A couple of weeks ago we wrote to the Chief Constable of West Yorkshire Police, John Robins, outlining our concerns about the arrest of a 16 year-old autistic girl on suspicion of committing a ‘hate crime’ for telling a female officer: “You look like my lesbian nana.”
It’s good to see that Mr Robins has now responded – hours after receiving our letter, he did the right thing and announced that West Yorkshire Police had released the girl and was dropping its investigation (Telegraph).
As we pointed out in our letter, the fact that an arrest was made in the first place raises serious concerns about officers’ lack of understanding of free speech.
According to West Yorkshire Police, the girl was arrested for a “homophobic public order offence”.
However, the girl’s behaviour simply doesn’t meet the threshold for an offence under the Public Order Act. The WPC at the centre of this incident may well have felt irritated or insulted by the girl’s remark. But there’s no evidence that the comment was malicious, and irritation is not grounds for the arrest of an autistic child.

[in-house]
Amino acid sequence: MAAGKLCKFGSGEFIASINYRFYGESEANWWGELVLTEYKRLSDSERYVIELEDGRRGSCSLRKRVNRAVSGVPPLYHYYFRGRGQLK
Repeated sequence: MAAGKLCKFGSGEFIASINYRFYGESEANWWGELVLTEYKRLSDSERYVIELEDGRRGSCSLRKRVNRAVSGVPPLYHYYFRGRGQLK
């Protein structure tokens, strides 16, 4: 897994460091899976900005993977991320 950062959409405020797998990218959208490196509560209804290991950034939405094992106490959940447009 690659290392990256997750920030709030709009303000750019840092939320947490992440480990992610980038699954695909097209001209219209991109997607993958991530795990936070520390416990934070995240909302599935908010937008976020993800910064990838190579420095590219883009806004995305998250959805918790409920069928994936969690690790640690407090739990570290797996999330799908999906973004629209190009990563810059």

In addition, the comment was made in her own home and, as far as we can tell from the video, the police officer was also in her home at the time.
As per the Public Order Act, a defence if a person is accused of “intentional harassment, alarm or distress” is that the accused was “inside a dwelling and had no reason to believe that the words or behaviour used… would be heard or seen by a person outside that or any other dwelling”.
Since the exchange between the girl and the female officer took place inside the girl’s home, that defence is applicable in this case.
We also expressed concern about the possibility that a non-crime hate incident (or NCHI) had been recorded against the girl’s name.
Although the case against the girl has now been closed, we are seeking assurance from West Yorkshire Police that an NCHI wasn’t recorded.
As per our letter, we repeat our call for Mr Robins’s officers to now undergo training on Article 10 of the Human Rights Act 1998 to help them better understand the importance of free speech.